Research Interests: Multiple organ dysfunction syndrome (MODS) is an insidious and life threatening sequelae in patients suffering major trauma or illness. With prompt care patients with major trauma/illness can survive the initial injury, but soon other organs not directly affected by the original injury/illness may become dysfunctional. Breathing problems will develop that require placement on a ventilator, the kidneys will stop working requiring dialysis, and the patient will bleed from every orifice. Coordinated efforts in the intensive care unit (ICU) may reverse MODS at great cost, but there is currently no treatment to prevent MODS. Of those that develop MODS (200,000 case/year in the US), the risk of death is 40%. The most common organ involved in MODS is the lung (referred to as acute respiratory distress syndrome or ARDS). Trauma, smoke inhalation, burns, radiation, severe infection and blood transfusions can each cause ARDS and lead to acute lung injury (ALI). Only recently have investigators recognized that there is a common element to these conditions: damaged tissues releasing histones into the circulation. Histones are basic proteins found in chromatin. They normally reside in the nucleus of the cell and partner with DNA. However, when released from dying cells, histones have toxic effects on the lungs and other organs. We hypothesized that neutralization of extracellular histones with nucleic acid aptamers (anionic molecules) can prevent the morbidity and mortality associated with MODS/ARDS. We have employed Systemic Evolution of Ligands by Exponential Enrichment (SELEX) technology to identify RNA aptamers that bind with high affinity (low nM-pM range) and specificity to those histones (H3 and H4) known to cause MODS/ARDS but not to other proteins present in blood or on cells. We confirmed that histones H3/H4 induce pronounced platelet aggregation, which can be inhibited with the addition of the selected RNA aptamers. Furthermore, we demonstrate that histone-induced cytotoxicity can be reversed by treatment with the RNA aptamers both in vitro (lung-derived endothelial and epithelial cells) and in vivo in a mouse model of MODS/ARDS. Current efforts are focused on evaluating and the efficacy and safety of these RNA bio-drugs in other established murine models of MODS/ARDS (e.g. inhalation lung injury and influenza). In conclusion, we present robust preclinical data on a novel class of therapeutics against circulating histones that may be potentially effective in a wide-variety of common clinical conditions with high degree of morbidity, mortality and expense and for which, there is currently no effective treatment thus, establishing a paradigm change in the treatment of critically ill patients.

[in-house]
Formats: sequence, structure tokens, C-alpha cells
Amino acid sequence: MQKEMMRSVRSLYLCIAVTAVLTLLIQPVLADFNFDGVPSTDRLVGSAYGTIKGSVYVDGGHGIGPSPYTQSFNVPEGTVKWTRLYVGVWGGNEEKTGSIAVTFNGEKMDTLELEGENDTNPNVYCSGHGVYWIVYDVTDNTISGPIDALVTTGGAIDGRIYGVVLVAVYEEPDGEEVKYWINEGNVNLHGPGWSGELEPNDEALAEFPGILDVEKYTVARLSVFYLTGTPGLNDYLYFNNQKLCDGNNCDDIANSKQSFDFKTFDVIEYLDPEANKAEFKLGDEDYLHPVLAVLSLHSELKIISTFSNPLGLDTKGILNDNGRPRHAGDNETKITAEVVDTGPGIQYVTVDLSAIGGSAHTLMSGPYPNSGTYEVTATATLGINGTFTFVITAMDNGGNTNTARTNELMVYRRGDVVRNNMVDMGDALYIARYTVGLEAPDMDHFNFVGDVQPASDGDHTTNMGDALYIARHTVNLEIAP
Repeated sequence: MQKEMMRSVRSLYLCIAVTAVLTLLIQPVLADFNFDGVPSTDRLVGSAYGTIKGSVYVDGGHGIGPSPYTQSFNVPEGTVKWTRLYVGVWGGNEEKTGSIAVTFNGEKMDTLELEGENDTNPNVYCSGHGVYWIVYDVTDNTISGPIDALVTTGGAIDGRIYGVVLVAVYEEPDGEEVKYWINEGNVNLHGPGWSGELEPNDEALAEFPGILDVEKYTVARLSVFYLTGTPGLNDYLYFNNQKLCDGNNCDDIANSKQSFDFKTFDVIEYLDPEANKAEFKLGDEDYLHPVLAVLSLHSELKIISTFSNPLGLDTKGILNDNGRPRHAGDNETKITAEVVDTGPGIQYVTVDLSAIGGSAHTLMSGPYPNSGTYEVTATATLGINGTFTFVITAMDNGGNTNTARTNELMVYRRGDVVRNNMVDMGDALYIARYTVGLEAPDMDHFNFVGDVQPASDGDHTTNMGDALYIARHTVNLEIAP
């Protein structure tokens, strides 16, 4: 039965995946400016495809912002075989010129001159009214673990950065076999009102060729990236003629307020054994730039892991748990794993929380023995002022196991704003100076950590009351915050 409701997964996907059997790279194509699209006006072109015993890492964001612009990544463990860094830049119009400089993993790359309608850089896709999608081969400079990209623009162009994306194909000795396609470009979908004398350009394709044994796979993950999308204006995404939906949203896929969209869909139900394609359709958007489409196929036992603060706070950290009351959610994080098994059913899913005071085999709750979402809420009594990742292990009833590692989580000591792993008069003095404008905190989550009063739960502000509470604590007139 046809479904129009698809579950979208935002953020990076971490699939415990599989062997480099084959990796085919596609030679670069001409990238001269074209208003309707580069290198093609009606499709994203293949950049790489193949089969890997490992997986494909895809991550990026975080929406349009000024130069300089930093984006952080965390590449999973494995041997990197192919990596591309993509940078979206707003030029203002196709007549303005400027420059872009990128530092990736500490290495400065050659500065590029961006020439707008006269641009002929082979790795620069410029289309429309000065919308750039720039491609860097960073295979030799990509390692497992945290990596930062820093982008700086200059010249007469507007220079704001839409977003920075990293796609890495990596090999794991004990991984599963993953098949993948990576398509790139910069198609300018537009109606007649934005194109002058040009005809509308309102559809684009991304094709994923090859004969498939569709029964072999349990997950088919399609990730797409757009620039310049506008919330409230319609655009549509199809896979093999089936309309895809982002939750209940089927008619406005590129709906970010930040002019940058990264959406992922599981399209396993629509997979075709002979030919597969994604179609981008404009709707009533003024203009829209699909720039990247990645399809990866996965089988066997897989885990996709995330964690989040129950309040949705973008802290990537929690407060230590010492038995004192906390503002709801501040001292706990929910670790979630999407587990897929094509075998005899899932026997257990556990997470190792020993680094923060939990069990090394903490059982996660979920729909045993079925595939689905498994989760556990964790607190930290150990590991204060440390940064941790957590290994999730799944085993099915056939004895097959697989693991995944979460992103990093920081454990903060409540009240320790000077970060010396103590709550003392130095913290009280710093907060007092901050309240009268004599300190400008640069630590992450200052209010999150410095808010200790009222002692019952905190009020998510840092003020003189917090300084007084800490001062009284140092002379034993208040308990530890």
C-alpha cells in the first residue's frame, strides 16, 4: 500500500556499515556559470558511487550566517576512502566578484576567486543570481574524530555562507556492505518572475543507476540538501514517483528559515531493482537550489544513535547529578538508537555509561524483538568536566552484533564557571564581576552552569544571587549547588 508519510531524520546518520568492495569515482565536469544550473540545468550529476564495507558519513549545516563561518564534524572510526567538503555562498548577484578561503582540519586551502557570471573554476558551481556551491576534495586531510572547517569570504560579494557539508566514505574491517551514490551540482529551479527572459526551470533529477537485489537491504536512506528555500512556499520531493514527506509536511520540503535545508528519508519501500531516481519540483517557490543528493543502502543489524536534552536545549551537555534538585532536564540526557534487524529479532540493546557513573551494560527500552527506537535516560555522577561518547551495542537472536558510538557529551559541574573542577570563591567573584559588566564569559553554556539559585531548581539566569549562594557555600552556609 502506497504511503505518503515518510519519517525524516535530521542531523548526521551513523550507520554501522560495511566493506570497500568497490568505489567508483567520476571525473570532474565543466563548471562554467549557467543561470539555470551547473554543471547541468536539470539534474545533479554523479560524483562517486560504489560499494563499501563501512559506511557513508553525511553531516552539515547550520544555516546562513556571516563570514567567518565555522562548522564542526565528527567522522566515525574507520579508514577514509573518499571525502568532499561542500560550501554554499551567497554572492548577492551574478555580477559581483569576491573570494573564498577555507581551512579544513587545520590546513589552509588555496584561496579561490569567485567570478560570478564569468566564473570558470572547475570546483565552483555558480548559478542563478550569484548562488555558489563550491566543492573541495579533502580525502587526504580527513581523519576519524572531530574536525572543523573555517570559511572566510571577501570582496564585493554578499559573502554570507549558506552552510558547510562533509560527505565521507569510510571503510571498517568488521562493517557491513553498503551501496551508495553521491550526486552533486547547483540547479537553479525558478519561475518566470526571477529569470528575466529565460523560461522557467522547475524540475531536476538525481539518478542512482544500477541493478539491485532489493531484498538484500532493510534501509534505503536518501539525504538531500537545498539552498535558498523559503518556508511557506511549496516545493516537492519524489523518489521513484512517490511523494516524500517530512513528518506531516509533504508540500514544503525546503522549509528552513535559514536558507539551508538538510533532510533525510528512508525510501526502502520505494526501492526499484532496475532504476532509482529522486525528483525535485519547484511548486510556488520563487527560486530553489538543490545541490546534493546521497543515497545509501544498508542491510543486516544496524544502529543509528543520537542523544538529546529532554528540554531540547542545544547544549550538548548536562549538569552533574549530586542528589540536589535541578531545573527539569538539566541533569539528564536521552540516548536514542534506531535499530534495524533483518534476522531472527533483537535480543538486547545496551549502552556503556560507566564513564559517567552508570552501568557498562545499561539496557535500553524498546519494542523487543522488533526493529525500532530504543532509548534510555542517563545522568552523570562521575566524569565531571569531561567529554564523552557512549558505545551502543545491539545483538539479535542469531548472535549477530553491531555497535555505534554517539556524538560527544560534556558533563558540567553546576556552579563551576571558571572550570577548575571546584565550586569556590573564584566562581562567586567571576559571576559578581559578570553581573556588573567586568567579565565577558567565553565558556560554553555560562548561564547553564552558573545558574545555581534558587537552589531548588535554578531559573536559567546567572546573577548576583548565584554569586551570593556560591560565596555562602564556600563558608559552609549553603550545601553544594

Research Staff

Giselle Blanco

Giselle Blanco, MS

Research Assistant

giselle-blanco@uiowa.edu

Research Interest: I manage the Giangrande Lab, and assist in the different projects.


Li-Hsien Lab, PhD

Li-Hsien Lin, PhD

Associate Research Scientist

li-hsien-lin@uiowa.edu

Research Interest: Histones are one of damage-associated molecular pattern molecules that can amplify tissue injury by killing other cells in addition to their agonistic activity. Studies have shown that extracellular histones are mediators of multifunctional organ dysfunction (MODS) and acute respiratory distress syndrome (ARDS). Patients who survive major injury often develop MODS and/or ARDS, which results in devastating psychological and physical morbidity and high mortality rate. Currently, there is no FDA approved therapy to prevent the effect of histones and patients can only rely on supportive care. The development of selective inhibitors of histone-mediated injury is a unique opportunity to interrupt the pathophysiologic cascade. Aptamers are short, single-stranded DNA or RNA molecules that are selected for binding to a specific target. They are analogous to antibodies in their range of target recognition and variety of applications. They possess several key advantages over their protein counterparts in that they are self-refolding, redox-insensitive, and they tolerate pH and temperatures variation. They also are easier and more economical to produce and have a long shelf life. The clinical potential of aptamers is encouraged by the FDA approval of an aptamer-based drug for macular degeneration and by clinical trials that demonstrate the safety and efficacy of systemically administered RNAs. We are working on pioneering RNA aptamers that would bind to extracellular histones and prevent their toxic effects in vitro and in vivo.